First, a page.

And that's the reason I'm howling, I'm trying to be satisfied

I even prowled for you baby when you was down and couldn't stand up on your feet
I even prowled for you baby when you was down and couldn't stand up on your feet
Now you walk by the lone wolf and act like you don't want to see

What made you quit me, I love you as I did three years ago
What made you quit me, baby, I love you as I did three years ago
Take me back and I'll quit prowling and I won't ever howl no more

Now the preacher told me that God will forgive a black man most anything he do
Now the preacher told me that God will forgive a black man most anything he do
I ain't black but I'm dark‑complexioned, look like he ought to forgive me too

Look like God don't treat me like I'm a human kind
Seem like God don't treat me like I'm a human kind
Seem like he wants me to be a prowler and a howling wolf all the time
Howling Wolf Blues‑No. 2


Baby here I am down on my bended knees
Ask you to take me back and forgive me do that for me if you please

Now when you hear me howling mama, I mean howling at your door
when you hear me howling mama, howling at your door
Come on and give me what I want mama then you won't hear me howl no more

Ever since you quit me mama, I ain't wanted nobody
else Ever since you quit me mama, I ain't wanted nobody else
For I'd rather be with nobody than I'd rather be howling by myself

Now I done howled and howled until I wore my tonsils sore
Now I done howled and howled until I made my tonsils sore
And when I howl this time mama, I never will howl no more

Now here I am in Chicago, doing the best I can
Here I am in Chicago, doing the best I can
If I hear from my baby, I'll act the fool and go howling back south again

Mama listen at me howl
Mama listen at me howl
Watch the roads dark as night mama and you liable to see me prowl


The man born Harold Bunch was another popular musician with a few nicknames. Best known as Peetie Wheatstraw, he's also The Devil's Son-in-Law and the High Sheriff from Hell. I mentioned Robert Johnson borrowing from Kokomo Arnold, he also took a lot from Peetie Wheatstraw including an association with the devil. The troublemaking character of Peetie Wheatstraw became part of American folklore and culture, showing up in Ralph Ellison novels and Rudy Ray Moore films. It's not clear if Bunch got the name from an already existing folk hero, or if he created a new one. Either way he was a hugely popular musician when he recorded the story in Peetie Wheatstraw Stomp in 1937.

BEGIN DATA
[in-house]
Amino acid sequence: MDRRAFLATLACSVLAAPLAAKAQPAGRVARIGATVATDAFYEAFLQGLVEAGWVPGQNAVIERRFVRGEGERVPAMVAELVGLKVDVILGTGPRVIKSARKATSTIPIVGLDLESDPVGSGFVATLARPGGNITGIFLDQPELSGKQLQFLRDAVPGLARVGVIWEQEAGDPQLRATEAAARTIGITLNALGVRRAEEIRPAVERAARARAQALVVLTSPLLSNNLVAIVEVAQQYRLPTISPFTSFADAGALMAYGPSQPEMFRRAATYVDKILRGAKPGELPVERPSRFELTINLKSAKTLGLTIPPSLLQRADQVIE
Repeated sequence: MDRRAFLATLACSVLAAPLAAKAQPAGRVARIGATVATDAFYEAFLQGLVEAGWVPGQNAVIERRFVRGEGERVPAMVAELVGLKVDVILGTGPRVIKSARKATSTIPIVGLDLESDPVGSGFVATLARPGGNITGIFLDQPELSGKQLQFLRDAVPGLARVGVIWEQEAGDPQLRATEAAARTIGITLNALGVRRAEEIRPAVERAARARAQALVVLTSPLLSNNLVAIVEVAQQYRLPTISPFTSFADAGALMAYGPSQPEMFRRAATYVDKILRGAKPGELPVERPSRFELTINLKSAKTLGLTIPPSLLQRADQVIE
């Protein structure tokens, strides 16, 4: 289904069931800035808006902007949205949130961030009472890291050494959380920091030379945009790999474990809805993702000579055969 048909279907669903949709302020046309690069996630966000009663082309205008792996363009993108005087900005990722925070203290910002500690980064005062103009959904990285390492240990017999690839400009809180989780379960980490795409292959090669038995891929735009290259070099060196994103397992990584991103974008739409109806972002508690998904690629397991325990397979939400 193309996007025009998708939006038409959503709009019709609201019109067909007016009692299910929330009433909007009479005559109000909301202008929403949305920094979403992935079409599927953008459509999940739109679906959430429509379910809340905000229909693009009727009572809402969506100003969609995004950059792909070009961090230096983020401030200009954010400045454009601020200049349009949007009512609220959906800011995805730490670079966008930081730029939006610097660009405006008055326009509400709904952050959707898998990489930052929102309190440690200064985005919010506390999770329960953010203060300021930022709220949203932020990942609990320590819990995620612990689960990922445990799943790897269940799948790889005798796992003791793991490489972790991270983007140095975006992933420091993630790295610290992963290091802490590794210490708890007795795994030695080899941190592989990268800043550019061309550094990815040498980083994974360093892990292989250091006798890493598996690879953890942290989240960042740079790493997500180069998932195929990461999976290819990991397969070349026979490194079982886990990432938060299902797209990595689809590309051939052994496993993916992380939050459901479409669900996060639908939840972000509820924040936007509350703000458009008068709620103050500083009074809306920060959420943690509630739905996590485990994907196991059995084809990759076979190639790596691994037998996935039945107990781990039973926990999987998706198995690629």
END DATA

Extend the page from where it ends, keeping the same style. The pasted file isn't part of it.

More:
Women all raving about Peetie Wheatstraw in this land
Women all raving about Peetie Wheatstraw in this land
He got some of these women now going from hand to hand

Don't tell all the girls what that Peetie Wheatstraw can do
Woohoo... that Peetie Wheatstraw can do
That will cause suspicion now you know they will try him too

If you want to see the women that may clown
If you want to see the women may clown
Just let that Peetie Wheatstraw come into your town

I am Peetie Wheatstraw, the high sheriff from hell
I am Peetie Wheatstraw, the high sheriff from hell
The way I strut my stuff, well now you never can tell
Peetie Wheatstraw Stomp No. 2:


Everybody hollering here come that Peetie Wheatstraw
Everybody hollering here come that Peetie Wheatstraw
Now he's better known by the devil's son‑in‑law

Everybody wondering what that Peetie Wheatstraw do
Woohoo what that Peetie Wheatstraw do
Because every time you hear him, he coming out with something new

He makes some happy, some he make cry
Whoo makes some happy, some he make cry
Well now he made one old lady go hang herself and die

This is Peetie Wheatstraw I'm always in the line
This is Peetie Wheatstraw then again I'm always on the line
Save up your nickels and dimes, you can come up and see me sometime

Nicknames were the sole identification of the artist on many blues records in the prewar period. They were more important than real names for the record buying public and people within smaller communities interacting on peronal levels. For many people, nicknames are an essential part of their identity. They told you something about the man, whether he was connected to the devil and trouble, eager to ramble, or maybe just the fact that he were slim. The songs here are a tiny sample representing artists telling stories of their nicknames. Dozens more can be found in prewar blues. Nicknaming is an important part of American black culture and the legacy of blues nicknaming can certainly still be seen in hip-hop music where virtually no one records under their given name.
Songs:
Old Original Kokomo Blues - Kokomo Arnold
Black Ace - Black Ace
Ramblin' Thomas - Ramblin' Man
Funny Paper Smith - Howling Wolf Blues Part 1
Funny Paper Smith - Howling Wolf Blues Part 2
Peetie Wheatstraw - Peetie Wheatstraw Stomp Part 1
Peetie Wheatstraw - Peetie Wheatstraw Stomp Part 2

2 comments:

Ejler said...

Thank you very much!
Peetie is funny and very much alive. Thanks also for the lyrics. It's a great help for a Dane like me.
Very useful shows. Go on, Mike.
Hi Ejler Svendsen

Jhansen R. Machado said...

Hi Mike.

I'm creating a "Blues Blog" here in Brazil, and it's hard to find good material bout it. I'd like to know if you mind if i use somethings u posted (with citations off course)?

Hugs.

Jhansen R. Machado